There’s no denying that Freud’s theories are deeply embedded in the fabric of modern life. However, as Robert Rowland Smith explores in “In Defence of Psychoanalysis,” published in the Winter 2010 issue of Intelligent Life, Freudian methods, particularly psychoanalysis, have lately fallen out of favor.
Cognitive Behavior Therapy (CBT) has in turn rise in popularity. CBT seeks to improve a patient’s inner state by modifying outward behaviors, an inverse approach to that of psychoanalysis. While psychoanalysis investigates the root cause of a problem, which often relates back to childhood, CBT addresses the present-day issue. As compared to psychoanalysis, CBT is usually short-term – most treatments are limited to about thirty sessions.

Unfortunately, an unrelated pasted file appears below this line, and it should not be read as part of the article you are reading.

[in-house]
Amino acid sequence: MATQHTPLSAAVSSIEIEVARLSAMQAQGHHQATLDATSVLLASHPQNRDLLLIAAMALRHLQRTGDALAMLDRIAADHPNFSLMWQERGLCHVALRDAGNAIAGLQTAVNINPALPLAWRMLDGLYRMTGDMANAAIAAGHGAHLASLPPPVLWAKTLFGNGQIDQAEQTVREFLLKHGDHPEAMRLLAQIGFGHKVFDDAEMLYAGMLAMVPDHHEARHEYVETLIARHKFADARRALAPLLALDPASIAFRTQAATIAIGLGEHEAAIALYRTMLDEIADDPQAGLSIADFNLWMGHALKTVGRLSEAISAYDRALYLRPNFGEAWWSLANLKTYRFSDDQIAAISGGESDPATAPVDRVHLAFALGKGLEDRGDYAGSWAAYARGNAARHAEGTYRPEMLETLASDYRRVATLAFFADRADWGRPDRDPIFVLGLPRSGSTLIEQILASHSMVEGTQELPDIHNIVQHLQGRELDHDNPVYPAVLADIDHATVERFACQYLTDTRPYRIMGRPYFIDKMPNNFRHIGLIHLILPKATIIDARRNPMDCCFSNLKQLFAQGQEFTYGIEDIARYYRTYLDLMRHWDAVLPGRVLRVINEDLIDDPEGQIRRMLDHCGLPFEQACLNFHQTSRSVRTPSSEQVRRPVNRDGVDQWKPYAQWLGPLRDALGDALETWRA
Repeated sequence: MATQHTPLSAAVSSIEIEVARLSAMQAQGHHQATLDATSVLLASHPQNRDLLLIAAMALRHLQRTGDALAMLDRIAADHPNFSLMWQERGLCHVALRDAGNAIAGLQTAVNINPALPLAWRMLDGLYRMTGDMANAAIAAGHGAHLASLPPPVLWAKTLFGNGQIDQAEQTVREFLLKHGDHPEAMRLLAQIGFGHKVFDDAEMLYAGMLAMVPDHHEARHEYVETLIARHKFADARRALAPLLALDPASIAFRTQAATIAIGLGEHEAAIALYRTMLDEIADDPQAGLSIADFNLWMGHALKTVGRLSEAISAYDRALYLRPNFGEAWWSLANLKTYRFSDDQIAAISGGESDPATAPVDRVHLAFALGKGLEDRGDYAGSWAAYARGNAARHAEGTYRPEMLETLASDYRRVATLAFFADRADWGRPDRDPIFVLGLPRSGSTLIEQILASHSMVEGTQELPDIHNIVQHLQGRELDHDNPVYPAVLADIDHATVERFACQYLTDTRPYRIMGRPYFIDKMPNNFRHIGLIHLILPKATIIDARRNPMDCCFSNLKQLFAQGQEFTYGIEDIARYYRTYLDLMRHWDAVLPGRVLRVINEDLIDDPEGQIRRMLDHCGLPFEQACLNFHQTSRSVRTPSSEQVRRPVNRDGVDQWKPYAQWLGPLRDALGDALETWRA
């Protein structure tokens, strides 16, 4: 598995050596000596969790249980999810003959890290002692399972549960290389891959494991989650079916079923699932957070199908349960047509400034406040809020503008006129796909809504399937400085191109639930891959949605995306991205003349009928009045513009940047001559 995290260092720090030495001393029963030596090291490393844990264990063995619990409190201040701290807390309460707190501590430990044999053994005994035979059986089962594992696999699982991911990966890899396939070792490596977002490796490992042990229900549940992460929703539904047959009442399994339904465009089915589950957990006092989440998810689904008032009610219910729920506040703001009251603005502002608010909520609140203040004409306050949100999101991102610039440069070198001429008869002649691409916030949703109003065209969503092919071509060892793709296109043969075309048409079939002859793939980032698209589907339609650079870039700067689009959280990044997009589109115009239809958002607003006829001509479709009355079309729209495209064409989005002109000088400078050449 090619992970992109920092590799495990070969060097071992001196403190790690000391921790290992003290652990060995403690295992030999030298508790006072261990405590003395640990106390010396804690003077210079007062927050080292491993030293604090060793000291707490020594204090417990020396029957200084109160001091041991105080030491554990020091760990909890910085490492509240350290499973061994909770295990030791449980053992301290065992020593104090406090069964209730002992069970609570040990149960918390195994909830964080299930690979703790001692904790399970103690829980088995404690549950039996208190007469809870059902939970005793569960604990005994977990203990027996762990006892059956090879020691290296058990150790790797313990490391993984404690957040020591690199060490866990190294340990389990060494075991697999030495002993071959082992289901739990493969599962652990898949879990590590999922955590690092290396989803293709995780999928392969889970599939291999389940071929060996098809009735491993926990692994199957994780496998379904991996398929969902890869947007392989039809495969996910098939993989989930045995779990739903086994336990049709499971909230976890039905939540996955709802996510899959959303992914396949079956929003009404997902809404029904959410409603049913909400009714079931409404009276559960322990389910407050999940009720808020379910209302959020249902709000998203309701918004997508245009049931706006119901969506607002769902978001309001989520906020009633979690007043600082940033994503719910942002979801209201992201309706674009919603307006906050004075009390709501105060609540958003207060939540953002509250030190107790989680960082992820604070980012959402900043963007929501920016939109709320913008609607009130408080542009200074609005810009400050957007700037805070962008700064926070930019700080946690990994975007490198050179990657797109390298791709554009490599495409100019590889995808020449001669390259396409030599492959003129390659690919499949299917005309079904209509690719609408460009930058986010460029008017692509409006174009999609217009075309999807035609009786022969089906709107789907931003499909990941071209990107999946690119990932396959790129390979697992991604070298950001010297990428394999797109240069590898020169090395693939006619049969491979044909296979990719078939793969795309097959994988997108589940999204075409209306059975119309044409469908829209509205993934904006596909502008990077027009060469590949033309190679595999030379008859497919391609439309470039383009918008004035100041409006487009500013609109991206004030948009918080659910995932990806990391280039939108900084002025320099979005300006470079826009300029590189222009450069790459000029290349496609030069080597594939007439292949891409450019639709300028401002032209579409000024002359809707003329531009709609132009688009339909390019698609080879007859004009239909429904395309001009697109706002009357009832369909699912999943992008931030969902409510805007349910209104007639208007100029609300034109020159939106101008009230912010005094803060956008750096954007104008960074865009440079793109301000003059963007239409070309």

The quick-fix mentality of modern life makes CBT understandably appealing. However, as Smith states: “Relationships are fundamental to happiness. And so a science that has the courage to include the doctor’s relationship with the patient within the treatment itself, and to work with it, is a science already modelling the solution it prescribes.”